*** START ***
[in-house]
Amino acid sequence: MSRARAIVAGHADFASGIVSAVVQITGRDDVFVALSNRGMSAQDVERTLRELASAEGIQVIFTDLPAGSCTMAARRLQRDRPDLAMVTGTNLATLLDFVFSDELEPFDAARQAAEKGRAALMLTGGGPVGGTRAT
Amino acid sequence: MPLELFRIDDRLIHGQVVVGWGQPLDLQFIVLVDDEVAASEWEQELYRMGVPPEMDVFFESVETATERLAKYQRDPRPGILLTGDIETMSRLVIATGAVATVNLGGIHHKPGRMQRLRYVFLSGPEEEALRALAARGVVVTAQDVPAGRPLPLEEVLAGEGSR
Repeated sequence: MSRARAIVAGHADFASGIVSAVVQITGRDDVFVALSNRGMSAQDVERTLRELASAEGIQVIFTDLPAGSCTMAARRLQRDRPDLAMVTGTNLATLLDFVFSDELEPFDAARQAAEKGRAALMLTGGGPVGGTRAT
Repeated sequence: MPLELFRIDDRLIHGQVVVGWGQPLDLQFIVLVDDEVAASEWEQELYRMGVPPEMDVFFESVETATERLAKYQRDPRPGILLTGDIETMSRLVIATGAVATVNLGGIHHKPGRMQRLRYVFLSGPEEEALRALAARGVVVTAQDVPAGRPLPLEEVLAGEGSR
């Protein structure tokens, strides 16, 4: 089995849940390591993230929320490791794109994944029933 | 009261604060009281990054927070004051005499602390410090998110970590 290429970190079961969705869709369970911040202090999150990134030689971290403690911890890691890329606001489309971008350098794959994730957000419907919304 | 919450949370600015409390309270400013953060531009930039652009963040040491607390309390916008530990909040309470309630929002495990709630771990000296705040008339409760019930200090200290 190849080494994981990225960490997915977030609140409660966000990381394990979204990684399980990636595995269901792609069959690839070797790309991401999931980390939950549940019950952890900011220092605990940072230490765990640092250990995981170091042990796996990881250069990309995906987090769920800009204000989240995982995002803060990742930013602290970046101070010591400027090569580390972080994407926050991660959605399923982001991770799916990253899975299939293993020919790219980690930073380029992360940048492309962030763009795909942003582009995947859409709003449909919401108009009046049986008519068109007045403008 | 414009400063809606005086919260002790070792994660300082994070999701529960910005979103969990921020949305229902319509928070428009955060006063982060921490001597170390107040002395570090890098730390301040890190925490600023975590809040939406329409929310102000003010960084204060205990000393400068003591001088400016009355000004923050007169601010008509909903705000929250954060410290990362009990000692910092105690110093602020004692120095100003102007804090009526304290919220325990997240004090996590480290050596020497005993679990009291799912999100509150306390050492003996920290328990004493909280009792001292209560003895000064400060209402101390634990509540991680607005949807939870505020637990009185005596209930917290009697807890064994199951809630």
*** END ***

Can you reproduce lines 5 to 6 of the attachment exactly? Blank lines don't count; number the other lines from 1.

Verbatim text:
Repeated sequence: MPLELFRIDDRLIHGQVVVGWGQPLDLQFIVLVDDEVAASEWEQELYRMGVPPEMDVFFESVETATERLAKYQRDPRPGILLTGDIETMSRLVIATGAVATVNLGGIHHKPGRMQRLRYVFLSGPEEEALRALAARGVVVTAQDVPAGRPLPLEEVLAGEGSR
């Protein structure tokens, strides 16, 4: 089995849940390591993230929320490791794109994944029933 | 009261604060009281990054927070004051005499602390410090998110970590 290429970190079961969705869709369970911040202090999150990134030689971290403690911890890691890329606001489309971008350098794959994730957000419907919304 | 919450949370600015409390309270400013953060531009930039652009963040040491607390309390916008530990909040309470309630929002495990709630771990000296705040008339409760019930200090200290 190849080494994981990225960490997915977030609140409660966000990381394990979204990684399980990636595995269901792609069959690839070797790309991401999931980390939950549940019950952890900011220092605990940072230490765990640092250990995981170091042990796996990881250069990309995906987090769920800009204000989240995982995002803060990742930013602290970046101070010591400027090569580390972080994407926050991660959605399923982001991770799916990253899975299939293993020919790219980690930073380029992360940048492309962030763009795909942003582009995947859409709003449909919401108009009046049986008519068109007045403008 | 414009400063809606005086919260002790070792994660300082994070999701529960910005979103969990921020949305229902319509928070428009955060006063982060921490001597170390107040002395570090890098730390301040890190925490600023975590809040939406329409929310102000003010960084204060205990000393400068003591001088400016009355000004923050007169601010008509909903705000929250954060410290990362009990000692910092105690110093602020004692120095100003102007804090009526304290919220325990997240004090996590480290050596020497005993679990009291799912999100509150306390050492003996920290328990004493909280009792001292209560003895000064400060209402101390634990509540991680607005949807939870505020637990009185005596209930917290009697807890064994199951809630």